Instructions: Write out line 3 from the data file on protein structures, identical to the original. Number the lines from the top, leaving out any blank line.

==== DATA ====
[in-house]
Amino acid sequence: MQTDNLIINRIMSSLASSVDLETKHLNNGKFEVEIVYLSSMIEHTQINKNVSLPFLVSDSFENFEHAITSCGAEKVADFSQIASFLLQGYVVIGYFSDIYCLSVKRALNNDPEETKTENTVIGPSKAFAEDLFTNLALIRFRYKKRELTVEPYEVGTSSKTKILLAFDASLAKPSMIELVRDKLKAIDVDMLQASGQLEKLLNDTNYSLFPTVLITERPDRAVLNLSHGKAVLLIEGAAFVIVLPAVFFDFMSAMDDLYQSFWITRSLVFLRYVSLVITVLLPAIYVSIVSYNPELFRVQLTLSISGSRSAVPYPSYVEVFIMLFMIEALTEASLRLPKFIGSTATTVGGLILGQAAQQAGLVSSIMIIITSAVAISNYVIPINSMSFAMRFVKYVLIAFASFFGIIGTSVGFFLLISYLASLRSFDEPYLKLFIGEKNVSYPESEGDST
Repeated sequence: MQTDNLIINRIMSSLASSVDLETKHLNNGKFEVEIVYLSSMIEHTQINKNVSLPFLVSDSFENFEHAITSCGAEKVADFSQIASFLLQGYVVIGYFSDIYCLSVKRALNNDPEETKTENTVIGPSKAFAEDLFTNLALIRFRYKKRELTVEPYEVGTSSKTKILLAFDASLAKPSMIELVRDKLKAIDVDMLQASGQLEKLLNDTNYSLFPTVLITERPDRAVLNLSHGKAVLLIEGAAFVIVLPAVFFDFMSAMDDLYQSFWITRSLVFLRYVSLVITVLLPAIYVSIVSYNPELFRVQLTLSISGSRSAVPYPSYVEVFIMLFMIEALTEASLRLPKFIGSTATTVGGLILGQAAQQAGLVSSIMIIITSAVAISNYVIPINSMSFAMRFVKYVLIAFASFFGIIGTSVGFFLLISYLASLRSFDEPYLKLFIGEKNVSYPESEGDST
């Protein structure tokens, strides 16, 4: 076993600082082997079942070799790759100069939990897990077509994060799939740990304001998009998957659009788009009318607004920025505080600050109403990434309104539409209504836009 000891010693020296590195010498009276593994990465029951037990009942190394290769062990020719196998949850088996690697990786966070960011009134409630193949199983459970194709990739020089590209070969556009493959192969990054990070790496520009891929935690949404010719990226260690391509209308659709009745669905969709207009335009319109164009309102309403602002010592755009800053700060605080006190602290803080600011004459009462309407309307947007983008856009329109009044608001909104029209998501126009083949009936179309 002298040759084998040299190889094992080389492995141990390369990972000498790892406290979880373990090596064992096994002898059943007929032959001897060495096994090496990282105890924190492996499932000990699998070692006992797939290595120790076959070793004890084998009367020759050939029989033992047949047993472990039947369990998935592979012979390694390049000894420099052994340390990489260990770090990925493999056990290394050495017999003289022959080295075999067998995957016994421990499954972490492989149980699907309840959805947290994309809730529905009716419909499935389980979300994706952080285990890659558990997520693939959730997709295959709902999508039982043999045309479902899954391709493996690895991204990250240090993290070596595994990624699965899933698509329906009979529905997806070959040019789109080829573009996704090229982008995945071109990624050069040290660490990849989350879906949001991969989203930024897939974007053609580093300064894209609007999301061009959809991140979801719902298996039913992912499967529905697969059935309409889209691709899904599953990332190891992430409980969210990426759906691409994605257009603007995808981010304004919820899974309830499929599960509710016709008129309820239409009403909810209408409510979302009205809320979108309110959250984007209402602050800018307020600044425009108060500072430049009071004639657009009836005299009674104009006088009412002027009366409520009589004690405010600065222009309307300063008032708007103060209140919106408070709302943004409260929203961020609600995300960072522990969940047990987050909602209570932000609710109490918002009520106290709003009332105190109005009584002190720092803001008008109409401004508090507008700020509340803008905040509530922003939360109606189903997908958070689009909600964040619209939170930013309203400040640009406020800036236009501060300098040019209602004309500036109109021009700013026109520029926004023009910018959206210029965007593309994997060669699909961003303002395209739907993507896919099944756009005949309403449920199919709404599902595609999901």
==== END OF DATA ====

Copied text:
Repeated sequence: MQTDNLIINRIMSSLASSVDLETKHLNNGKFEVEIVYLSSMIEHTQINKNVSLPFLVSDSFENFEHAITSCGAEKVADFSQIASFLLQGYVVIGYFSDIYCLSVKRALNNDPEETKTENTVIGPSKAFAEDLFTNLALIRFRYKKRELTVEPYEVGTSSKTKILLAFDASLAKPSMIELVRDKLKAIDVDMLQASGQLEKLLNDTNYSLFPTVLITERPDRAVLNLSHGKAVLLIEGAAFVIVLPAVFFDFMSAMDDLYQSFWITRSLVFLRYVSLVITVLLPAIYVSIVSYNPELFRVQLTLSISGSRSAVPYPSYVEVFIMLFMIEALTEASLRLPKFIGSTATTVGGLILGQAAQQAGLVSSIMIIITSAVAISNYVIPINSMSFAMRFVKYVLIAFASFFGIIGTSVGFFLLISYLASLRSFDEPYLKLFIGEKNVSYPESEGDST